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Adalgisa Caccone

Senior Research Scientist and Lecturer in Ecology and Evolutionary Biology

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Adalgisa Caccone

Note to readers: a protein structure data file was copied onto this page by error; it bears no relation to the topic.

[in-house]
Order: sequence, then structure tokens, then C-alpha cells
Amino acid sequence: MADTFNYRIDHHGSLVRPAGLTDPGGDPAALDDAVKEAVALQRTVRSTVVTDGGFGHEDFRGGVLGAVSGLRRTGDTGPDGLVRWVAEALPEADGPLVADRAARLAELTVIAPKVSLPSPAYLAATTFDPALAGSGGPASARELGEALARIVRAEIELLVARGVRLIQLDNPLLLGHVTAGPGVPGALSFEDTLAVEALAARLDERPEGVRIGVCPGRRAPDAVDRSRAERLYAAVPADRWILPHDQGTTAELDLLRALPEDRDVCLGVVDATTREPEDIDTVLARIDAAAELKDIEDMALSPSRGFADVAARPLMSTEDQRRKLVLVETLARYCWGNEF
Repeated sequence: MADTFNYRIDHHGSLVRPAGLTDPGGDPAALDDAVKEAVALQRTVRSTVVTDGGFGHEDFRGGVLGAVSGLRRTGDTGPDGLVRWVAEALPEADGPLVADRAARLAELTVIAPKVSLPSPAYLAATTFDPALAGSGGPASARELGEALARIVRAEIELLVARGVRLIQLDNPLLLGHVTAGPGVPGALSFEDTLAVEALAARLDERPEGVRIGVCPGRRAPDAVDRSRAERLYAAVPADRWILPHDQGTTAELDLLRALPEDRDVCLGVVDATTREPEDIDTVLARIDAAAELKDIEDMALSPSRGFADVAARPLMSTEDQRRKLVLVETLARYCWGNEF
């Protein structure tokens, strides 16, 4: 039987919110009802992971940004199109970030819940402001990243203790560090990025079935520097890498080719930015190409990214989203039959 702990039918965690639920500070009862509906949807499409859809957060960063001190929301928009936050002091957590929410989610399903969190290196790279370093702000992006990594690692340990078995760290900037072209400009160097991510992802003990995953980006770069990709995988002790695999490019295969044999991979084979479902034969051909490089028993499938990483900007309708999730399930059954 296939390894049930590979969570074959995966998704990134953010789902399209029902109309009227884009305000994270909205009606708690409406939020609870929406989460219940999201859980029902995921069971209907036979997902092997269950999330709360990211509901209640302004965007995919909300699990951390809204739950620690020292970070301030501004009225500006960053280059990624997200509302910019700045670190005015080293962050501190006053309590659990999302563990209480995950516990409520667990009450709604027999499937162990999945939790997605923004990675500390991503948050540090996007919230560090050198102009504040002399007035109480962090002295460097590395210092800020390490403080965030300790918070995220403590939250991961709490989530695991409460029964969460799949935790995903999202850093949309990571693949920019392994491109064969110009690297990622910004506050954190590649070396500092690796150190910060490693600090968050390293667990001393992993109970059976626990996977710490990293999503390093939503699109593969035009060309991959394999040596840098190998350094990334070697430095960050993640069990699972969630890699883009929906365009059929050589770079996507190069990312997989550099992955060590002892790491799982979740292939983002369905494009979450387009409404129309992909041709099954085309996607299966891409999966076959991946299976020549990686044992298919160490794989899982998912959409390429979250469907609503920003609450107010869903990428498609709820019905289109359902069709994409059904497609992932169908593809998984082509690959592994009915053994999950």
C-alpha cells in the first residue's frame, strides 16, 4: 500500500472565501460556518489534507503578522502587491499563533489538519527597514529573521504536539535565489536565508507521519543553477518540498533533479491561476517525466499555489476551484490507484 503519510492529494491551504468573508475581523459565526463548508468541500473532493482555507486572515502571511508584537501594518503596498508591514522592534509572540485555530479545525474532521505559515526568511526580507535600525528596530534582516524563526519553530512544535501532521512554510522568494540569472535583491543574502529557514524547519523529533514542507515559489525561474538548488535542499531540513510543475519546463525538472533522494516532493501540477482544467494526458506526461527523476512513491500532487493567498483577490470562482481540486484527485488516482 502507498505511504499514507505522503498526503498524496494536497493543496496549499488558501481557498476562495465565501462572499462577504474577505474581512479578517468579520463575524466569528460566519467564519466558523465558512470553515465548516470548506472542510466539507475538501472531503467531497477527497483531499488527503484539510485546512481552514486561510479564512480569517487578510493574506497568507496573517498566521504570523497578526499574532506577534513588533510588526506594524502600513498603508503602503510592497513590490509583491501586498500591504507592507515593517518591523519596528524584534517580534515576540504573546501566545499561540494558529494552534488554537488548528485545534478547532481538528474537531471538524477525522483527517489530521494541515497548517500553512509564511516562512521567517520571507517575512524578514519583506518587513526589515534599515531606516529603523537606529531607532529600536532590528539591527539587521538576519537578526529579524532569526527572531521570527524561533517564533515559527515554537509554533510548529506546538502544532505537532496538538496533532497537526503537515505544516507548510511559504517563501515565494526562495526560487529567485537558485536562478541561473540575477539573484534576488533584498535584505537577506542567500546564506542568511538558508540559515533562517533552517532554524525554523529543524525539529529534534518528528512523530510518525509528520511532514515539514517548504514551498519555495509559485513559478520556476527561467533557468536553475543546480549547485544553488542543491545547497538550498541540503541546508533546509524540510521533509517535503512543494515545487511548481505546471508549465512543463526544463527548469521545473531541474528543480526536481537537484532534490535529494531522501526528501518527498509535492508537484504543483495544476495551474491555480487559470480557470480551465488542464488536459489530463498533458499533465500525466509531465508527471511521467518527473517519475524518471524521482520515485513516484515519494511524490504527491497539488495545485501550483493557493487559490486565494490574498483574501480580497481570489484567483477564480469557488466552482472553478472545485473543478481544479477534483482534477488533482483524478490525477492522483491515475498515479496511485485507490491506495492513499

Dr. Caccone is a senior research scientist in the Department of Ecology and Evolutionary Biology at Yale University, with secondary appointments in the School of Epidemiology and Public Health and the School of Forestry and Environmental Studies. She is also the director of a research and training center from the Yale Institute for Biospheric Studies (YIBS), the Center for Genetic Analyses of Biodiversity (, where students train to use population genetic and genomic tools for organismal levels analyses. Dr. Caccone is also the director a fee-for-service facility for DNA Sanger sequencing and fragment analyses ( Her research interests are in the broad area of evolutionary genetics and genomics, using DNA analyses to shed light on a variety of related topics, including phylogeography, landscape genetics, invasion biology, and conservation genetics. For the past 20+ years she has been using population genetic approaches to help elucidate the evolutionary and ecological forces that have and are shaping vectors and parasite distributions. The underlying goal is to help control and monitor vector transmitted diseases by understanding the vector and parasites evolutionary history and demographics and their co-evolution. She worked on the main malaria vector in Africa, the mosquitoes from the Anopheles gambiae complex. In recent years her focus has shifted to other vectors (Glossina tsetse flies and Aedes aegypti and Ae. albopictus) and on parasites that cause sleeping sickness (Trypanosoma) and Lyme disease and babesiosis (Borellia and Babesia). She is studying the dynamics and evolutionary process shaping range expansions in Aedes albopictus at a global and local scale using genomic approaches to look at the role of neutral and adaptive polymorphisms. She is also working on population genetics and genomic of ticks (Ixodes scapularis) and Norwegian rats (Rattus norvegicus), using DNA analyses to understand invasion patterns at a micro- and macro-geographic scale, including an urban one. A new project in our laboratory is on the evolutionary genomics of hookworms and the genetic underpinnings of benzamidazole resistance.

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